1. 47% said to strengthen their bond
  2. 39% said it was because they feel more comfortable
  3. 37% said it reduces stress
  4. 37% of women said they felt safe with their dog while 27% of men said it was for safety
  5. 31% said it made them feel less lonely
  6. 26 % said it improved their quality of sleep
  7. 25% said their dog cannot sleep without them
  8. 17% claimed other as their reason

Dog owners aren’t just crazy about their pups. Science has even verified many of these claims. For example, in one study, patients who suffered from PTSD experienced fewer nightmares and a night of more peaceful sleep while sleeping with their dogs. Sleeping next to your pup also releases a chemical in your body called oxytocin which causes an influx of theta brainwaves. They’re a feature of REM sleep and can help promote a night of deep, restful sleep. Oxytocin can also help relieve anxiety and stress.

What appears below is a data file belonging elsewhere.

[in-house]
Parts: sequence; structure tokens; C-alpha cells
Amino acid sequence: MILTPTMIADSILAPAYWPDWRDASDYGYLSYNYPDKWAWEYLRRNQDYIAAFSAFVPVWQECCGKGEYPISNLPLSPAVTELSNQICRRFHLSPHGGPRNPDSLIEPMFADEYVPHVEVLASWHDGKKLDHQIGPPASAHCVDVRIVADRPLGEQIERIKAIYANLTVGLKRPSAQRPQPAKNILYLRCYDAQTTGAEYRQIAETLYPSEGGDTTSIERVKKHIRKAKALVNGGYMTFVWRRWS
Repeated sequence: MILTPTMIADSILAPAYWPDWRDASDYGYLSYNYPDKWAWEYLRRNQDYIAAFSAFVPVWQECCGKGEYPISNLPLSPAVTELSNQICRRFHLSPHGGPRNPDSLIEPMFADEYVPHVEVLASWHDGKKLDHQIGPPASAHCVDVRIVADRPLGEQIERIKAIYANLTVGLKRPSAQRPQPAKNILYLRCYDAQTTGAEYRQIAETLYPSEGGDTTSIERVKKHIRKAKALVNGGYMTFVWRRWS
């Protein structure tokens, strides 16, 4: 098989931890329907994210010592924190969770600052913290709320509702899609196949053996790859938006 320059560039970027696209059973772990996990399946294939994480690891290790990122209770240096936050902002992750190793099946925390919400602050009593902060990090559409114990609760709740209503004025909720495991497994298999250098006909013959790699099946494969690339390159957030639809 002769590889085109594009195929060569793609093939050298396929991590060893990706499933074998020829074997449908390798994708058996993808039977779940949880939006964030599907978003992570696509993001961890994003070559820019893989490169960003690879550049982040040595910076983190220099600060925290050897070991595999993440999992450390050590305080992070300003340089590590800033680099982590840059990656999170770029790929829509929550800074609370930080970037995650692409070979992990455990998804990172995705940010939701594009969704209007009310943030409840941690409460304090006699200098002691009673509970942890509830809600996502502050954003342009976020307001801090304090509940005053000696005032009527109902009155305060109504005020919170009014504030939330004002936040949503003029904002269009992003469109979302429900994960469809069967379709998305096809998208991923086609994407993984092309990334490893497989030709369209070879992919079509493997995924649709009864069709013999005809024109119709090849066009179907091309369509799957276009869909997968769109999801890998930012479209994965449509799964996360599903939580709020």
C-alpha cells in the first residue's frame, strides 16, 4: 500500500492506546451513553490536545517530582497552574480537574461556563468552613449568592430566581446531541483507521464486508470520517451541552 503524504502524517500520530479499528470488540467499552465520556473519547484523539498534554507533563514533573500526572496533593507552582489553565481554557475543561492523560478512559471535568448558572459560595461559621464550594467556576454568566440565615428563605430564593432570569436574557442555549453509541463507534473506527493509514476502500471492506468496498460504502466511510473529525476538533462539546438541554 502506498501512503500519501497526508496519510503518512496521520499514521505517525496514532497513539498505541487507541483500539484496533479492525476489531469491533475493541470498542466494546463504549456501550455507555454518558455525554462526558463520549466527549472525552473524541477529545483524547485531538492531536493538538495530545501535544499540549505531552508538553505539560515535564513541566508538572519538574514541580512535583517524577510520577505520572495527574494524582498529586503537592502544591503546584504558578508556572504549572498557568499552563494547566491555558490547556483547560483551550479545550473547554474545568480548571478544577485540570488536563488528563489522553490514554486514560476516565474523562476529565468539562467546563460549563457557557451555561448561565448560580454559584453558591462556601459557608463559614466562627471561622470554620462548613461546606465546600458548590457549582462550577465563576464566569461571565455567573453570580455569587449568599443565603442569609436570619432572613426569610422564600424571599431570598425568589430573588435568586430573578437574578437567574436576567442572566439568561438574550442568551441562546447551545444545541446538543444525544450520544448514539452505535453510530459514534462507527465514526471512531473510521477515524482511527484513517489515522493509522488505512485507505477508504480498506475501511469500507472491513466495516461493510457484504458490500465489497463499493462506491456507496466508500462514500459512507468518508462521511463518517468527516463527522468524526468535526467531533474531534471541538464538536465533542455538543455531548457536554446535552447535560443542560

So, sleeping with your dog sometimes can be a win-win. They get to cuddle up next to you in your comfy bed, and you both get to reap the benefits.

How To Maximize Sleep With Both Your Partner And Dog

Three is a crowd, and if you’re trying to sleep with both your partner and your dog(s), there are simple things you can do to ensure you’re all getting the proper sleep you need.